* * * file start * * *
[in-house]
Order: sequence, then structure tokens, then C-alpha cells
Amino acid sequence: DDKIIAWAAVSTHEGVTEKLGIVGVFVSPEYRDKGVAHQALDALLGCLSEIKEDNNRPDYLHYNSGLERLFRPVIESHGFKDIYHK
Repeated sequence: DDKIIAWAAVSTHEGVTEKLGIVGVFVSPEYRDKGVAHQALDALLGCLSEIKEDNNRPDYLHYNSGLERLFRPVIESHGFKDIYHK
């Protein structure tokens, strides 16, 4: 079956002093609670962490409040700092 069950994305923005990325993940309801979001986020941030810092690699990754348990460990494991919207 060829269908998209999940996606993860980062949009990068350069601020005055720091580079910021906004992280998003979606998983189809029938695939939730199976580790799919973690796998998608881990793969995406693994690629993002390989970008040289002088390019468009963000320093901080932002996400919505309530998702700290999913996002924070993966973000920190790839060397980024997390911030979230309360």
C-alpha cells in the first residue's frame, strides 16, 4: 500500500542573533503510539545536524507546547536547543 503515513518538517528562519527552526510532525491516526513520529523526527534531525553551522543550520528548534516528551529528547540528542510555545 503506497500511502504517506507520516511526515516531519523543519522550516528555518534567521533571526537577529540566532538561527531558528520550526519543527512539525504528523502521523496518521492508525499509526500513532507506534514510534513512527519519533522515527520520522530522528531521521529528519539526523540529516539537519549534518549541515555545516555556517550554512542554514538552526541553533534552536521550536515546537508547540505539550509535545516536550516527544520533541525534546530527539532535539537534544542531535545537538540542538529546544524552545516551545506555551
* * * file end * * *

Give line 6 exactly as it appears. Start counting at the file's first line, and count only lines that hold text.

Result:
C-alpha cells in the first residue's frame, strides 16, 4: 500500500542573533503510539545536524507546547536547543 503515513518538517528562519527552526510532525491516526513520529523526527534531525553551522543550520528548534516528551529528547540528542510555545 503506497500511502504517506507520516511526515516531519523543519522550516528555518534567521533571526537577529540566532538561527531558528520550526519543527512539525504528523502521523496518521492508525499509526500513532507506534514510534513512527519519533522515527520520522530522528531521521529528519539526523540529516539537519549534518549541515555545516555556517550554512542554514538552526541553533534552536521550536515546537508547540505539550509535545516536550516527544520533541525534546530527539532535539537534544542531535545537538540542538529546544524552545516551545506555551